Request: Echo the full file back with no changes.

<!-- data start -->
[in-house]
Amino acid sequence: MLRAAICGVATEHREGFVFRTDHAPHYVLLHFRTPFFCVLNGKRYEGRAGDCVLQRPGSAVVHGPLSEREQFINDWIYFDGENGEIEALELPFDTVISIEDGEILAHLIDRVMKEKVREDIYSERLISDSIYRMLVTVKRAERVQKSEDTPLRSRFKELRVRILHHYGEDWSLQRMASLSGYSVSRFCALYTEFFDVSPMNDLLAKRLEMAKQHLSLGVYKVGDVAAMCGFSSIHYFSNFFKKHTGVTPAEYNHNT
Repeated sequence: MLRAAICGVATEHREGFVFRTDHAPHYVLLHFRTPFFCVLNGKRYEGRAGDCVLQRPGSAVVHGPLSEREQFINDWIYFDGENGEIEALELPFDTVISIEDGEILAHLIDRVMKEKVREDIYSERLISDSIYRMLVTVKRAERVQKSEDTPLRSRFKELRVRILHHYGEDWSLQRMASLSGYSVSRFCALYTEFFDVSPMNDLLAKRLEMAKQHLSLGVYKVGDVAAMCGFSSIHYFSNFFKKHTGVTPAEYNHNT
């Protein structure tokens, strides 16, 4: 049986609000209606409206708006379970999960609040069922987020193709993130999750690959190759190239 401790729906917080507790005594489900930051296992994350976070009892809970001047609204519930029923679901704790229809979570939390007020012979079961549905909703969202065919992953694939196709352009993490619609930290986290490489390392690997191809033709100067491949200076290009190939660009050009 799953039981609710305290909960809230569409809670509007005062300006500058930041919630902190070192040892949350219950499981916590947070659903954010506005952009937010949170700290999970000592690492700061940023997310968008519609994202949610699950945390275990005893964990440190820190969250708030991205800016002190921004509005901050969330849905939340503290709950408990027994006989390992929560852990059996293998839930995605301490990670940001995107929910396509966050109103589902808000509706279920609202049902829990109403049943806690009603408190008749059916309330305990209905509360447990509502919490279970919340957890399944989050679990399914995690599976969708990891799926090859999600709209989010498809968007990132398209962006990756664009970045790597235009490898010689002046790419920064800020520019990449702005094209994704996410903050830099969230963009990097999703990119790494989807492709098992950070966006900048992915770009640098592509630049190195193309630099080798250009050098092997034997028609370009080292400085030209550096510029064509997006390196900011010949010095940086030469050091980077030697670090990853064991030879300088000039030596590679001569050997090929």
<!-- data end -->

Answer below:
[in-house]
Amino acid sequence: MLRAAICGVATEHREGFVFRTDHAPHYVLLHFRTPFFCVLNGKRYEGRAGDCVLQRPGSAVVHGPLSEREQFINDWIYFDGENGEIEALELPFDTVISIEDGEILAHLIDRVMKEKVREDIYSERLISDSIYRMLVTVKRAERVQKSEDTPLRSRFKELRVRILHHYGEDWSLQRMASLSGYSVSRFCALYTEFFDVSPMNDLLAKRLEMAKQHLSLGVYKVGDVAAMCGFSSIHYFSNFFKKHTGVTPAEYNHNT
Repeated sequence: MLRAAICGVATEHREGFVFRTDHAPHYVLLHFRTPFFCVLNGKRYEGRAGDCVLQRPGSAVVHGPLSEREQFINDWIYFDGENGEIEALELPFDTVISIEDGEILAHLIDRVMKEKVREDIYSERLISDSIYRMLVTVKRAERVQKSEDTPLRSRFKELRVRILHHYGEDWSLQRMASLSGYSVSRFCALYTEFFDVSPMNDLLAKRLEMAKQHLSLGVYKVGDVAAMCGFSSIHYFSNFFKKHTGVTPAEYNHNT
């Protein structure tokens, strides 16, 4: 049986609000209606409206708006379970999960609040069922987020193709993130999750690959190759190239 401790729906917080507790005594489900930051296992994350976070009892809970001047609204519930029923679901704790229809979570939390007020012979079961549905909703969202065919992953694939196709352009993490619609930290986290490489390392690997191809033709100067491949200076290009190939660009050009 799953039981609710305290909960809230569409809670509007005062300006500058930041919630902190070192040892949350219950499981916590947070659903954010506005952009937010949170700290999970000592690492700061940023997310968008519609994202949610699950945390275990005893964990440190820190969250708030991205800016002190921004509005901050969330849905939340503290709950408990027994006989390992929560852990059996293998839930995605301490990670940001995107929910396509966050109103589902808000509706279920609202049902829990109403049943806690009603408190008749059916309330305990209905509360447990509502919490279970919340957890399944989050679990399914995690599976969708990891799926090859999600709209989010498809968007990132398209962006990756664009970045790597235009490898010689002046790419920064800020520019990449702005094209994704996410903050830099969230963009990097999703990119790494989807492709098992950070966006900048992915770009640098592509630049190195193309630099080798250009050098092997034997028609370009080292400085030209550096510029064509997006390196900011010949010095940086030469050091980077030697670090990853064991030879300088000039030596590679001569050997090929």